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Will new elections in the world's largest democracy benefit Indian women?

By Catholic Online (NEWS CONSORTIUM)
4/8/2014 (2 years ago)
Catholic Online (www.catholic.org)

India has long journey towards gender equity - will political parties respond?

As the world's largest democracy, India, heads to the polls, the question arises: Will the three main political parties satisfactorily address the rampant gender inequity with their nation? There has been strides made after a horrific gang rape aboard a speeding bus in New Delhi in 2012 galvanized the women here to speak out on sexual violence against woman and girls. Will the new administration here address these very real concerns?

As the world's largest democracy, India, heads to the polls, the question arises: Will the three main political parties satisfactorily address the rampant gender inequity with their nation?

As the world's largest democracy, India, heads to the polls, the question arises: Will the three main political parties satisfactorily address the rampant gender inequity with their nation?

Highlights

By Catholic Online (NEWS CONSORTIUM)
Catholic Online (www.catholic.org)
4/8/2014 (2 years ago)

Published in Asia Pacific

Keywords: India, women's issues, women electorate, crimes against women


LOS ANGELES, CA (Catholic Online) - India's three main political parties - the ruling Congress Party, the opposition Bharatiya Janata Party and the fledgling Aam Aadmi Party have all made significant promises to India's female voters, who make up 48.5 percent of the 815 million electorate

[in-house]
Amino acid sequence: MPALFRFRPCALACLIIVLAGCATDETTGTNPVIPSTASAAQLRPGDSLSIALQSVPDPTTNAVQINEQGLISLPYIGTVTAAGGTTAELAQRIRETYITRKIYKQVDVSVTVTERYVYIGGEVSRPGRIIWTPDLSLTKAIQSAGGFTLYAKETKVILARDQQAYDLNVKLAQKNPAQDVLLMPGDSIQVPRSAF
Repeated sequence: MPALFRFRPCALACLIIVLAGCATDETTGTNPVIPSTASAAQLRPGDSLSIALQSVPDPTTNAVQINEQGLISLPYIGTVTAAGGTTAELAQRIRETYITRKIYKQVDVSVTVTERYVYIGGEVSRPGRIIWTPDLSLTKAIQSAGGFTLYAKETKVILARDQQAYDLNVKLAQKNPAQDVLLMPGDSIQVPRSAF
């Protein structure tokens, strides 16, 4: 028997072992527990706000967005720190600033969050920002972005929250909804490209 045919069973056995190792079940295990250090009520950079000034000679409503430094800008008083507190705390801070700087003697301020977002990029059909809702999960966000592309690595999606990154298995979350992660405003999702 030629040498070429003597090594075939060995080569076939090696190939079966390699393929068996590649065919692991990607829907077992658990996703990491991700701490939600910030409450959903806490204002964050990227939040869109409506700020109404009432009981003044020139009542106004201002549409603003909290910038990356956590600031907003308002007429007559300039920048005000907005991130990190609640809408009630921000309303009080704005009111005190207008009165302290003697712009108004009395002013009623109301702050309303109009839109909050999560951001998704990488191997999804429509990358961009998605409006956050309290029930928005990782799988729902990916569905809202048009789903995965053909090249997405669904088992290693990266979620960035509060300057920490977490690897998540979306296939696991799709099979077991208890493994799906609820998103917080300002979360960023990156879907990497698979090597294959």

All three parties say in their manifestoes they are committed to passing the Women's Reservation Bill in parliament. The bill allows for one third of seats in national and state assemblies to be reserved for women. Previous attempts to pass the bill in the lower house have been blocked by some male legislators.

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All three parties also recognize that violence against women is a major problem facing India, where a rape is reported every 21 minutes. Molestation, trafficking, acid attacks, dowry murders, child marriage, female feticide and domestic violence are widespread here.

All three parties say they will make police stations more women-friendly by increasing the number of female staff.

Human rights lawyers say India's criminal justice system fails thousands of victims due to a judicial process that is archaic, under-resourced, gender-insensitive and archaically slow.

All three parties say they plan to create more fast-track courts to deal with a rising number of cases of crimes against women.

More importantly, millions of women in India do not earn equal pay to men for their work. Less than a third do not even have a bank account which is essential to access loans.

The Bharatiya Janata Party says it will review the working conditions and increase the salaries of female government health workers who are renowned for being overworked and underpaid.

The party also plans to establish a special adult literacy initiative for women with a focus on marginalized communities such as low caste groups and will "transform the quality of life of rural women by providing electricity, tapped water, cleaner fuel and toilets in every home."

India has unequal child sex ratios that rights campaigners describe as alarming. Due mainly to selective abortions of female fetuses, the number of girls under six years old has fallen for the past 50 years. The 2011 census recorded 919 girls to every 1,000 boys, compared to 976 in 1961.

Both the Congress and the AAP say they will launch national campaigns to tackle this practice and also strengthen legislation and punishments for female feticide.

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